Posted in exercises

30 Day Writing Challenge (Day 24)

Day 24: Write about a lesson you learned the hard way.

Note: I took off yesterday. I started a new schedule at work and it’s taking some getting used to. It takes me a while to settle into routines, and they do not like to be disturbed. 


“Numbing the pain for a while will make it worse when you finally feel it.”
-J.K. Rowling, Harry Potter and the Goblet of Fire

Family, friends, therapists, and coworkers tell me all the time that I worry too much. That my “soul sadness,” as I sometimes refer to my depression, is a result of letting my thoughts get away from me.

You have too much free time if you’re worrying so much. Does anyone else get told that a lot?

So I fill up my free time, stuff it to the brim with jobs, classes, friends, projects, and chores. I don’t know how to sit still. In the shower, I am making lists for my day. I read on the bus, in waiting rooms, when the internet crashes. I read while listening to the news, while my babysitting charges sleep, while the plumber works in the other room. When I watch a movie or a TV show, I’m writing, drawing, crocheting, cleaning, giving myself a pedicure, mending my clothes. I listen to podcasts while I vacuum, wash the dishes, take the garbage out, mop the floor.  As I’m settling into bed, I study French, scroll through endless social media, review my progress on my lists (I have dailies, weeklies, monthlies, and yearlies. I’m never satisfied with the day’s progress.)

I can go like this for days, sometimes even weeks. But eventually, it catches up to you. A flare prevents the morning stretch-and-exercise routine. A headache makes you turn off the music, the laptop, the television. An eye twitch makes you close the book. Aching wrists and fiber-burned fingers make you put down the crochet. Frustration puts down the pencil. The social media is too sad, too bitter, too angry. Your friends are busy, or not getting along, or you’re running out of things to say and money to spend on adventuring.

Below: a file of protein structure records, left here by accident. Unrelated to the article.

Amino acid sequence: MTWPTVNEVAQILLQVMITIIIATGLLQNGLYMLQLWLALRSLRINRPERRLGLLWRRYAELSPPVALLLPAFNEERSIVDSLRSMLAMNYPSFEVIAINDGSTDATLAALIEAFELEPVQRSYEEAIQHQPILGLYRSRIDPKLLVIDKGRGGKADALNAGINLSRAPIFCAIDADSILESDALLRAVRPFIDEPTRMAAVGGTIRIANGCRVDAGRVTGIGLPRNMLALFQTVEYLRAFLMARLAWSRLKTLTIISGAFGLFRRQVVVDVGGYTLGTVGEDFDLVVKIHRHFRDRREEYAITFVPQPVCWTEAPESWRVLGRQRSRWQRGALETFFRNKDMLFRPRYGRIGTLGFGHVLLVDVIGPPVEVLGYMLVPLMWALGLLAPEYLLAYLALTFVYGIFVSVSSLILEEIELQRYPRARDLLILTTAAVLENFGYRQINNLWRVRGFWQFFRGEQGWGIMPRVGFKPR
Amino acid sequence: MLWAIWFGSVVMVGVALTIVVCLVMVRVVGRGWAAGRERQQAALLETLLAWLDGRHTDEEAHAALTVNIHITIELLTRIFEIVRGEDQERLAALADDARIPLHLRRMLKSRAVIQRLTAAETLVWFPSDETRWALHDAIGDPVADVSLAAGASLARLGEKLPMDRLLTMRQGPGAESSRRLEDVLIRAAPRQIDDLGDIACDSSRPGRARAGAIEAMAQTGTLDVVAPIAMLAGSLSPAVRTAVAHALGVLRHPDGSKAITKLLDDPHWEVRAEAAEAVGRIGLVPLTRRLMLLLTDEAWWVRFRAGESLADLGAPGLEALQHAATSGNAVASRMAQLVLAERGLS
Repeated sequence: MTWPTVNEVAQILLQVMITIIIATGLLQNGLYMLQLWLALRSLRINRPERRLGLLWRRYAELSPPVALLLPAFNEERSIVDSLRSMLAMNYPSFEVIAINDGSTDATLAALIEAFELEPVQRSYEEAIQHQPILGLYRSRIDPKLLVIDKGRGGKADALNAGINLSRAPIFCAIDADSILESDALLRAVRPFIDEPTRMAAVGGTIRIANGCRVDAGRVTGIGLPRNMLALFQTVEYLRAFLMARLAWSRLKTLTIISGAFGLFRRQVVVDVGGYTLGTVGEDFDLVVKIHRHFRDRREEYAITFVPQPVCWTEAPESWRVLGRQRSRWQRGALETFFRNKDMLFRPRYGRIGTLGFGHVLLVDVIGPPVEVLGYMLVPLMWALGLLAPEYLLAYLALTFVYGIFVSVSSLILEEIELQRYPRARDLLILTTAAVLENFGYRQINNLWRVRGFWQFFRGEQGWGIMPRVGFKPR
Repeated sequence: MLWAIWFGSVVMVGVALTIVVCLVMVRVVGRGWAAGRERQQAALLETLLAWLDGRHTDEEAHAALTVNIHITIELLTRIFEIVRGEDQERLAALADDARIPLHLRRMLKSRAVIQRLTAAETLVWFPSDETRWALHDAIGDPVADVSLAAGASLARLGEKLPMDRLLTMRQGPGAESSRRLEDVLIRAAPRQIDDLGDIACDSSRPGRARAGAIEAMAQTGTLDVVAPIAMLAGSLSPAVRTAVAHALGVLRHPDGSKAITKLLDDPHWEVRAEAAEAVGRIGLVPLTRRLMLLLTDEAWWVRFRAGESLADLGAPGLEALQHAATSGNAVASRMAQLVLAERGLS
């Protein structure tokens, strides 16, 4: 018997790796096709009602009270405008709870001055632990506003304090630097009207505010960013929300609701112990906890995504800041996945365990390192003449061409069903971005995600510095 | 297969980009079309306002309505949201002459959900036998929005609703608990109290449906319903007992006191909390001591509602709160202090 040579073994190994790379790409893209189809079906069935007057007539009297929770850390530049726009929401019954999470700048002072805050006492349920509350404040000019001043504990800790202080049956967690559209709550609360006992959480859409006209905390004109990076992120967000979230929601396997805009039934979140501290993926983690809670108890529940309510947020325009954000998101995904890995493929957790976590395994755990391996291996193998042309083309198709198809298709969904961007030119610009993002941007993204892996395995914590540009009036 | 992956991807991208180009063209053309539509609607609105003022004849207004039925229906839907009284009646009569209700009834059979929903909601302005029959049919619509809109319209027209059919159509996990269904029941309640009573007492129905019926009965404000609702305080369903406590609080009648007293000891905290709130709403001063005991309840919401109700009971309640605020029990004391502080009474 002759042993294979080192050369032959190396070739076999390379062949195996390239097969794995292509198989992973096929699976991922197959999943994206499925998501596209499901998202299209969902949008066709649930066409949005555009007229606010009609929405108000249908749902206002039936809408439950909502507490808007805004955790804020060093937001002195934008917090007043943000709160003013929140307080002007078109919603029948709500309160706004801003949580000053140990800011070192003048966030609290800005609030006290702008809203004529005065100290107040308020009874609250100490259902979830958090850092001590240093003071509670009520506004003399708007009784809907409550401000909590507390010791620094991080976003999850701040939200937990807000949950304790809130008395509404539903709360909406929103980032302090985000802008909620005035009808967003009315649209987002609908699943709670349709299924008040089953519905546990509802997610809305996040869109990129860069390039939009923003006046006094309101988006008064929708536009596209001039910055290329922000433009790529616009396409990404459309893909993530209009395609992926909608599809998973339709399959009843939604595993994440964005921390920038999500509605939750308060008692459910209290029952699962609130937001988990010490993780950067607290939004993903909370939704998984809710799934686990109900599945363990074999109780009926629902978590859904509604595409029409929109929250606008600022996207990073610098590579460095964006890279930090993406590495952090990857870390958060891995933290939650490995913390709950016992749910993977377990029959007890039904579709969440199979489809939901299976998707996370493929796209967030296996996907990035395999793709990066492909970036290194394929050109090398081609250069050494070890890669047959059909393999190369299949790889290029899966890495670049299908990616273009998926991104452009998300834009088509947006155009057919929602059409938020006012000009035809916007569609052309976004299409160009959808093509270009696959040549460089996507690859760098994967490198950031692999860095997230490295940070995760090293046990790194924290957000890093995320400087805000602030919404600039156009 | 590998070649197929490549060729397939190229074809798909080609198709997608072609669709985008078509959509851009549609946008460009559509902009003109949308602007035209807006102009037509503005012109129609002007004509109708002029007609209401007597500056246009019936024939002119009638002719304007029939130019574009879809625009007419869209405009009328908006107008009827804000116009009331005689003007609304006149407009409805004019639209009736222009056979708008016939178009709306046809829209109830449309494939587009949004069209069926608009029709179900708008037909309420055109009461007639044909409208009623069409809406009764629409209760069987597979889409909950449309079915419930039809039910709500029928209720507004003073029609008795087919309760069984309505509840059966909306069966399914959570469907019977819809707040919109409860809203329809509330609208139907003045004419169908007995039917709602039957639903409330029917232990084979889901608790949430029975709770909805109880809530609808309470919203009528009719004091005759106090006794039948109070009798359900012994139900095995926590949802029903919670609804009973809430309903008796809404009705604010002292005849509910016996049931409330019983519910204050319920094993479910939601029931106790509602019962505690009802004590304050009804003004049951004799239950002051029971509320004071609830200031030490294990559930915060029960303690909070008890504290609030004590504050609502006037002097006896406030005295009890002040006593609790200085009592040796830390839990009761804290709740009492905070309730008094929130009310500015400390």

You’re burning out.

And then when the worry and the “soul sadness” settle in, you don’t have anything left to fight it with. Every thought and feeling you’ve been crowding out with outside noise under the guise of productivity creeps in, first as stray intrusive thoughts but soon as a deluge that pins you to the bed with its force. Suddenly, you feel everything, and the result is overwhelming and so painful.

Sometimes, it’s okay to just let yourself feel it. It’s okay to be in a bad mood. It’s okay to cancel plans sometimes. If you have one day off this week, you don’t have to fill it. Curl up on the couch, wrap yourself in a blanket, put on a movie you may or not pay attention to. If you need permission to feel sad, put on a sad movie. Let yourself cry. Let yourself sleep. I know the dishes need to be done, and the laundry, and the floor. You can do them later, if it’ll make you feel better. But right now, you need to acknowledge that there’s a feeling to recover from at all.

 

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Author:

I want to help children find autonomy, teenagers find themselves, and adults find compassion through the written word. I hold a B.A. in Creative writing and a dream of seeing my name on a book cover one day.

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